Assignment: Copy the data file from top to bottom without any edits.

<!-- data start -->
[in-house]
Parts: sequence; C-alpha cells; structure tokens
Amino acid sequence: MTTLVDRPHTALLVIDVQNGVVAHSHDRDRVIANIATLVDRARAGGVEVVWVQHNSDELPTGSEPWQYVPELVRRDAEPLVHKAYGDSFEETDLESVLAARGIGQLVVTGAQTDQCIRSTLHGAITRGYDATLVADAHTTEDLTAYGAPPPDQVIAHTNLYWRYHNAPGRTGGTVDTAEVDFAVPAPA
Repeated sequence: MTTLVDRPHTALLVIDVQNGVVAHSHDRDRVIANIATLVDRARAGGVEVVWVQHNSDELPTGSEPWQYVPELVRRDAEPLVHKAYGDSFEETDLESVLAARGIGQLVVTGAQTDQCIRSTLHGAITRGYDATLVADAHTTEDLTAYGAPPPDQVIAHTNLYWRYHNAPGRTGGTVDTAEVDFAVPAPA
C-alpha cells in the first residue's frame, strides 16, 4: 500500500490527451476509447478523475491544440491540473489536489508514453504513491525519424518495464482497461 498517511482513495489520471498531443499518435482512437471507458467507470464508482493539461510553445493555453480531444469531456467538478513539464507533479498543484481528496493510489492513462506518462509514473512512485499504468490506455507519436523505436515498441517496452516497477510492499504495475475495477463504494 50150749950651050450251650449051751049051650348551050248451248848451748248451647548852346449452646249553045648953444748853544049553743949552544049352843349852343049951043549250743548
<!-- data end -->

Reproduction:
[in-house]
Parts: sequence; C-alpha cells; structure tokens
Amino acid sequence: MTTLVDRPHTALLVIDVQNGVVAHSHDRDRVIANIATLVDRARAGGVEVVWVQHNSDELPTGSEPWQYVPELVRRDAEPLVHKAYGDSFEETDLESVLAARGIGQLVVTGAQTDQCIRSTLHGAITRGYDATLVADAHTTEDLTAYGAPPPDQVIAHTNLYWRYHNAPGRTGGTVDTAEVDFAVPAPA
Repeated sequence: MTTLVDRPHTALLVIDVQNGVVAHSHDRDRVIANIATLVDRARAGGVEVVWVQHNSDELPTGSEPWQYVPELVRRDAEPLVHKAYGDSFEETDLESVLAARGIGQLVVTGAQTDQCIRSTLHGAITRGYDATLVADAHTTEDLTAYGAPPPDQVIAHTNLYWRYHNAPGRTGGTVDTAEVDFAVPAPA
C-alpha cells in the first residue's frame, strides 16, 4: 500500500490527451476509447478523475491544440491540473489536489508514453504513491525519424518495464482497461 498517511482513495489520471498531443499518435482512437471507458467507470464508482493539461510553445493555453480531444469531456467538478513539464507533479498543484481528496493510489492513462506518462509514473512512485499504468490506455507519436523505436515498441517496452516497477510492499504495475475495477463504494 50150749950651050450251650449051751049051650348551050248451248848451748248451647548852346449452646249553045648953444748853544049553743949552544049352843349852343049951043549250743548